Day Three: The group mentality of the mariachi band – having worn me out – makes me ready to work alone. Sola, just like Cantinfilas. For those unfamiliar: he waddled like a Mexican Charlie Chaplin, had incoherent conversations with others and ogled anything in a female form. Anyway, you might have seen him as a staple in Mexican cinema from the 1930’s to the 80’s or in some American’s yard as a cement lawn ornament. Yes, I’ve seen it. Bigger than a garden gnome, he’s got a little skinny mustache and baggie pants (before they were cool). Cantinflas pioneered the grunge look: thermal shirts with holes for the thumb and suspenders to hold up big pants. That wasn’t pinche Kurt Cobain that was Cantinflas. So I’ll go to Seattle. Spread the word about Cantinflas. With eyeliner ready for mustache drawing, I’ll walk the streets of Seattle. Every one I see dressed like they’re stuck in 1992 I’ll liberate by offering to draw a skinny Mexican mustache on them. The truth of Cantinflas should not be kept down. I’ll preach and educate the greater Pacific Northwest of European decent. Teach them the truth of their cultural appropriation. The Seattle art scene will commemorate my performance by thereafter referring to any skinny mustache as a ‘Herf’.

Day Four: My fourth incarnation will be as “Che.” Yes, THE “Che.” Now that we’ve all seen that motorcycle movie don’t we feel better wearing the hats and the T-shirts? ¡Chingón! I’ll show you what he was working for. If I re-introduced Leprosy to the first world, you might want to go ‘Red’ yourself. The Leprosy I’ll introduce will be a new strain focused in the Navajo Nation. Not controllable by traditional methods of treatment, I’ll call it the Thriller strain. Thriller, as inspired by the life and work of Michael Jackson. This particular strain of Leprosy will cause victims to lose all melanocytes in the first stage of the disease. Thus, losing their swarthy complexion. Now, pale skinned and ostracized by the community, reverse racism will be strongly correlated with the presence of Thriller Leprosy. The second reason we’ll call it as we do is the eventual loss of extremities – much un-like those nimble zombies in Jackson’s music video. Little known fact is that they had to use dancers in special make-up because the first cast of re-animated corpses just couldn’t grasp the choreography – literally. There were necrotic limbs and ears all over the place; it wasn’t a pretty sound stage.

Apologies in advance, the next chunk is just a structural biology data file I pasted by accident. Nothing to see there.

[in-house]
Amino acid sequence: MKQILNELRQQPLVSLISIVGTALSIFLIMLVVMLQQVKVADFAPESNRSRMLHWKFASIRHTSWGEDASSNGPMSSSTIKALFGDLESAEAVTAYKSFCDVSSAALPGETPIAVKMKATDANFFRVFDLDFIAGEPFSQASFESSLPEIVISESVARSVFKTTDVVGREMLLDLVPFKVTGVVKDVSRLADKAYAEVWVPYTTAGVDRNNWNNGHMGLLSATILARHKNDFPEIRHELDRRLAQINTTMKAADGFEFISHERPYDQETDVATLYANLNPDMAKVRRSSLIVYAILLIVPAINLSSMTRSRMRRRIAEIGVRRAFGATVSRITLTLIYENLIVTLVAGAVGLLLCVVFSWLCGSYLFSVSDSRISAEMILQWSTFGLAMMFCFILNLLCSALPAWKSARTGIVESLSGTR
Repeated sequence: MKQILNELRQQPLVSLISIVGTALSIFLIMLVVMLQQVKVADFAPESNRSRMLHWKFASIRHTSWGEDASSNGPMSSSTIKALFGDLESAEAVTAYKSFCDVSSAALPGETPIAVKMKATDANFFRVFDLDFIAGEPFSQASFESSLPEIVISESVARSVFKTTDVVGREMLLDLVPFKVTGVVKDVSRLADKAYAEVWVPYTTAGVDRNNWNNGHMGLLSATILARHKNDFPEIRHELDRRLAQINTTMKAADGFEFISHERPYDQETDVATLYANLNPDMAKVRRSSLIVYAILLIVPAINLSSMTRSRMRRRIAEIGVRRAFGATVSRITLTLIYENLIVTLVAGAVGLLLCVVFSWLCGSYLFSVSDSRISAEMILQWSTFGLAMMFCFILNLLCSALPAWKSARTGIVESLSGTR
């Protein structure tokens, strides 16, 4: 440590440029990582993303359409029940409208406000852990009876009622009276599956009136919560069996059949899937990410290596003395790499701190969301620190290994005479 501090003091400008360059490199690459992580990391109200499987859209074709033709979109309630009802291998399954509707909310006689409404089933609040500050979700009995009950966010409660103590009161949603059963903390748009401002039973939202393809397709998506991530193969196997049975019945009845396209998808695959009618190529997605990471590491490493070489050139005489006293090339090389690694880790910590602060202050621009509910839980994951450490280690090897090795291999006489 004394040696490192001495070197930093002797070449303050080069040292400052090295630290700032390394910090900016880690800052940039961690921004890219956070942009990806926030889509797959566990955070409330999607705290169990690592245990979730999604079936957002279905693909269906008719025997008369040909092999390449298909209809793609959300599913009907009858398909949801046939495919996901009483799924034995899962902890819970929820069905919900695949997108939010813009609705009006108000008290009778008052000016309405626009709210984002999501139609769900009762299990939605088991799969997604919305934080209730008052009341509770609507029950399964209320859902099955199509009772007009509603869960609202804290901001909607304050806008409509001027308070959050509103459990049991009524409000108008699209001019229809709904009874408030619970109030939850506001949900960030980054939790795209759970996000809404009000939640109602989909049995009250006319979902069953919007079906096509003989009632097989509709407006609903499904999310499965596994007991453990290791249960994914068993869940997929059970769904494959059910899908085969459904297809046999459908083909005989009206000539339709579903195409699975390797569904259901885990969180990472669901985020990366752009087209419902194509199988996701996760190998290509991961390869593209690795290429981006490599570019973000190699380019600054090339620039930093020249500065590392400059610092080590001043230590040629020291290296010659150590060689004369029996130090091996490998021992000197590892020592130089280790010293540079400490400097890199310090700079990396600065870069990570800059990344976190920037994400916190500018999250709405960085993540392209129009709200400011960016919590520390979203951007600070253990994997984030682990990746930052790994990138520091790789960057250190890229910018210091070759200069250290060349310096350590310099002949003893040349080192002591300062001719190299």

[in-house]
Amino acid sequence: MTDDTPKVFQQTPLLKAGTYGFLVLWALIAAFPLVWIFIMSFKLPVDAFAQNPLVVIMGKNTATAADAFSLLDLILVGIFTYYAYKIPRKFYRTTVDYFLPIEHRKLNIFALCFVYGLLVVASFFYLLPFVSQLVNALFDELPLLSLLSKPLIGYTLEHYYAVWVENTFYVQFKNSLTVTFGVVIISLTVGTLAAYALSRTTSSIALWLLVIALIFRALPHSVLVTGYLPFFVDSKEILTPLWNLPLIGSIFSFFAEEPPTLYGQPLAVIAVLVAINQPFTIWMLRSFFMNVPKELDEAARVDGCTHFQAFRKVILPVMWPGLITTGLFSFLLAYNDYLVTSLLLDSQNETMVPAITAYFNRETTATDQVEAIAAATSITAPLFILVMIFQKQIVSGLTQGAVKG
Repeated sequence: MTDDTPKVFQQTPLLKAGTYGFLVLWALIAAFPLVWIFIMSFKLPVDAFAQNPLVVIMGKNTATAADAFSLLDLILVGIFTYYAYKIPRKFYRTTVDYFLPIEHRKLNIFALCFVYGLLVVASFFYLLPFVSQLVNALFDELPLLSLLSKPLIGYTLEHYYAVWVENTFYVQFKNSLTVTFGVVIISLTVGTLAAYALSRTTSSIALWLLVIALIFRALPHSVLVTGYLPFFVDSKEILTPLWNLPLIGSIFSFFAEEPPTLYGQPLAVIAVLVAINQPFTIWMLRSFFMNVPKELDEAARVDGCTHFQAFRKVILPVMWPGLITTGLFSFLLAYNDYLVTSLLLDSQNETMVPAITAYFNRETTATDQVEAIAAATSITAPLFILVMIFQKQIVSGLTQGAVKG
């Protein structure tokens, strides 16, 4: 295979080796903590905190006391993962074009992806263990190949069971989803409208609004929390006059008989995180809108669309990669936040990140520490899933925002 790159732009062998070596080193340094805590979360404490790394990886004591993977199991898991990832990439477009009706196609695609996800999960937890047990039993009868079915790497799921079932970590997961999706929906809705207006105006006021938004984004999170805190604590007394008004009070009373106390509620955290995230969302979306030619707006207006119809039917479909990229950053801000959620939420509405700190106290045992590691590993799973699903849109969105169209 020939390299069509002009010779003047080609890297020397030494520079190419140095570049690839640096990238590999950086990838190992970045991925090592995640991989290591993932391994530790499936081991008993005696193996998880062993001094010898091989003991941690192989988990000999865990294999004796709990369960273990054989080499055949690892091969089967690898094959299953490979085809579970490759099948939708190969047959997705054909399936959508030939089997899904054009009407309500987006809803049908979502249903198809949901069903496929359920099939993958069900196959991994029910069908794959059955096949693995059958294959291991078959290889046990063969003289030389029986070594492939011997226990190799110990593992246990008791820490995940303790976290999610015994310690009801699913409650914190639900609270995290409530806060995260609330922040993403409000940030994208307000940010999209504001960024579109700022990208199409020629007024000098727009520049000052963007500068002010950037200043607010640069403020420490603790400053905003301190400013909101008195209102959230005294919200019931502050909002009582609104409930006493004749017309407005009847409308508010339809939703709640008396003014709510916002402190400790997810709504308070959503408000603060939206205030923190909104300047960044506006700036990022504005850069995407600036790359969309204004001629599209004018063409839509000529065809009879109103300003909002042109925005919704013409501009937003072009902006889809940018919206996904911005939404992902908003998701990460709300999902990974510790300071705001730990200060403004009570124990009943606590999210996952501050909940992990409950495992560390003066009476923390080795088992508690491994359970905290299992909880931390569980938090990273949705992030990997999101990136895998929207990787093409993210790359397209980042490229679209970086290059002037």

Day five: A long week of overcompensating for my color will make me want to reconnect with some familiar pass-times. I’ll nap most of the day, drink a few beers and sit on the porch steps of a home in an upper-class gated community. I’ll pick up a Popsicle vendor from the other side of town and ask him to walk that jingly-bell cart up and down the street. I’ll whistle at him and talk too loud, making no secret that I’ve been drinking all day and have no intention of slowing down once it gets dark. He and I, we’ll hang out, watching the cars go by and waiting for one of the neighbors to get in a fight or have the cops called on them. Now that’s dinner and a show, puto. While we wait for something to go down, Jesus the Popsicle vendor, and I will drink, planning future “Arte” by Herf.